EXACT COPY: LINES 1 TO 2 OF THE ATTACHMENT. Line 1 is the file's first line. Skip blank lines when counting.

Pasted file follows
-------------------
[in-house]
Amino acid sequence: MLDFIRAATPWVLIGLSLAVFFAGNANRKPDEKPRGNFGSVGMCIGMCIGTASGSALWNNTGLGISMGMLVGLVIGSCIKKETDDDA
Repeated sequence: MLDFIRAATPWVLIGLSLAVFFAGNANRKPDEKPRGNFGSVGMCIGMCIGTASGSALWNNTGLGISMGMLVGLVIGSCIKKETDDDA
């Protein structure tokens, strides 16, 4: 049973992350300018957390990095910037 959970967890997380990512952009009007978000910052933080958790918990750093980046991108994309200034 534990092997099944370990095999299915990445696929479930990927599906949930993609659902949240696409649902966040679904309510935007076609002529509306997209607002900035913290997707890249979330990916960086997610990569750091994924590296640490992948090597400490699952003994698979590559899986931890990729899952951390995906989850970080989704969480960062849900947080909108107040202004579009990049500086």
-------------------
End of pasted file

[in-house]
Amino acid sequence: MLDFIRAATPWVLIGLSLAVFFAGNANRKPDEKPRGNFGSVGMCIGMCIGTASGSALWNNTGLGISMGMLVGLVIGSCIKKETDDDA